Escape Artists
July 28, 2017, 03:53:59 AM *
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News: Three quarters of the stories in the Podcastle Flash Fiction contest have been posted! Groups 10-12 are currently taking votes.
 
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 1 
 on: Yesterday at 11:00:19 PM 
Started by eytanz - Last post by Katzentatzen
As a former "tomboy" I've had some fun getting into makeup while becoming more comfortable presenting femme, and I enjoyed the dialogue on appearance re: societal norms vs. one's own preference of expression. 

 2 
 on: Yesterday at 09:55:41 PM 
Started by oncomingtrain - Last post by oncomingtrain
Kenneth Schneyer's The Last Bombardment, the Pseudopod Best of 2015 story from Episode #459, has been adapted into a stage play, which will be performing at the MN Fringe Festival, starting next Thursday, August 3. If you're nearby, please come check it out!

http://www.fringefestival.org/2017/show/?id=20171227

 3 
 on: Yesterday at 09:47:43 PM 
Started by Bdoomed - Last post by cwthree
This one took a couple of turns I absolutely wasn't expecting. As it began I thought, OK, we're in some kind of post-apocalyptic dystopia, the boy and Ya-Ya are survivors eking out an existence in the desert. When the police showed up, that was a surprise, but not entirely out of place. Why shouldn't a post-apocalyptic dystopia have some remnants of government trying to hold things together. The stuff that came next though - I couldn't have anticipated it. That's the point where the story became seriously disturbing. Thanks!

 4 
 on: Yesterday at 07:50:11 PM 
Started by Bdoomed - Last post by JohnCombo
This is one of those awesome stories that an anthology could be written on. I read Ten Steps to Thin Mountain and thought it was great even for how short it was. I want more but I see how the "Less is more" rule applies here.

I also developed this image of a creepy "Big Rock Candy Mountain".

 5 
 on: Yesterday at 07:40:10 PM 
Started by eytanz - Last post by Varsha
Good one.
End of the world, but with optimism.
I like strange spires Tongue

Narration was good.

 6 
 on: Yesterday at 07:37:29 PM 
Started by eytanz - Last post by Katzentatzen
I know that this wasn't the point of the story, but the treatment of depression meant a lot to me. When I heard that Calla was sick I was expecting some exotic fever but when it was stated that she was depressed, that she was gravely ill, all I could think of was yes, it is a sickness, thank you so much for recognizing that. I really appreciated the descriptions of how she was unable to play chess because the illness made the game completely incomprehensible and she couldn't keep her mind on it. It's what happened to me with reading. I rely on audio fiction now. Thank you so much. So many stories get it wrong, and you getting it right made me cry.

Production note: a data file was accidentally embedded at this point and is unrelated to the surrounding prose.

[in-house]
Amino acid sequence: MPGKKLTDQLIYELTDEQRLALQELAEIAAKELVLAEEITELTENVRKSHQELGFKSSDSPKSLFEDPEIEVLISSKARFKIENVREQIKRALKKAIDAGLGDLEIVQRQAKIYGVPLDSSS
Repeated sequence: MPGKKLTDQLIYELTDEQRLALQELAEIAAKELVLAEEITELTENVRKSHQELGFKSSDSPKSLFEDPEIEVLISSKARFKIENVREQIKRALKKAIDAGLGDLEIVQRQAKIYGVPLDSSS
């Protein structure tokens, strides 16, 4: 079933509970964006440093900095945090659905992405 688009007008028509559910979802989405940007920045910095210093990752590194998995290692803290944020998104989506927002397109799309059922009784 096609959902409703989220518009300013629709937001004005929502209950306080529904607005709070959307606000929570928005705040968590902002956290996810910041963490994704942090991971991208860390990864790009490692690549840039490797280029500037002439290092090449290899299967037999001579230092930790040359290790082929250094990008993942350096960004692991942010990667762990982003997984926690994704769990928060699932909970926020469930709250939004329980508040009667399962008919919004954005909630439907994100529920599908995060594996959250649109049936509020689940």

7 
 on: Yesterday at 07:16:02 PM 
Started by Bdoomed - Last post by Metalsludge
This one is a bit of a classic among Campbell's stories, but it took me a while to warm up to it over the years since first encountering it. At first, it just felt like haunted house trip with a sexual assault edge to it, which I suppose it is on some level. But encountering it here again, I am forced to see how fun it really is as a wonderfully well written story.

Yet another menacing dead being appears in a Campbell story, yet, this time, instead of relying on a sense of mystery alone or hints of cosmic horror, the writer relies on grimly specific and even embarrassingly uncomfortable details to slowly terrorize the main character and draw in the reader. By the end, instead of a lingering sense of fearful mystery, practically the whole of the thing is laid bare, metaphorically and literally, and there is no comfort in the revelation. The main character isn't even curious about how an apparently dead thing can be moving around and lustfully playing with his terror, as it just doesn't matter at that point.

At the same time, the story is amusingly self aware, explaining how the character is straining, as a modern person might, to take in the scene with an open mind and a lack of judgment, only to discover at every turn that his worst judgments don't do the situation justice. It would be a comedy routine about the manners and self policing we try to engage in when in awkward situations, if it wasn't so ugly. Amazing stuff.

 8 
 on: Yesterday at 06:35:30 PM 
Started by Ocicat - Last post by Guancyto
Hello, everyone! Big fan of Escape Artists, interested in seeing how this contest unfolds.

 9 
 on: Yesterday at 06:00:49 PM 
Started by danooli - Last post by danooli
Added Little Wonders - Death:
"Chrysalis" by Jennifer Lee Rossman
"The Black Veils" by Jenny Rae Rappaport
"Moments in the Crawl" by Evan Berkow
"Even Death" by Christine Lucas

 10 
 on: Yesterday at 05:16:46 PM 
Started by eytanz - Last post by Varsha
Zombie story beginning with good intentions it seems, save the bees!
I liked that inevitable zombie apocalypse was not depicted here.
I didn't like that it was a little vague on why exactly that was the only way to save the bees.

Narration was excellent.

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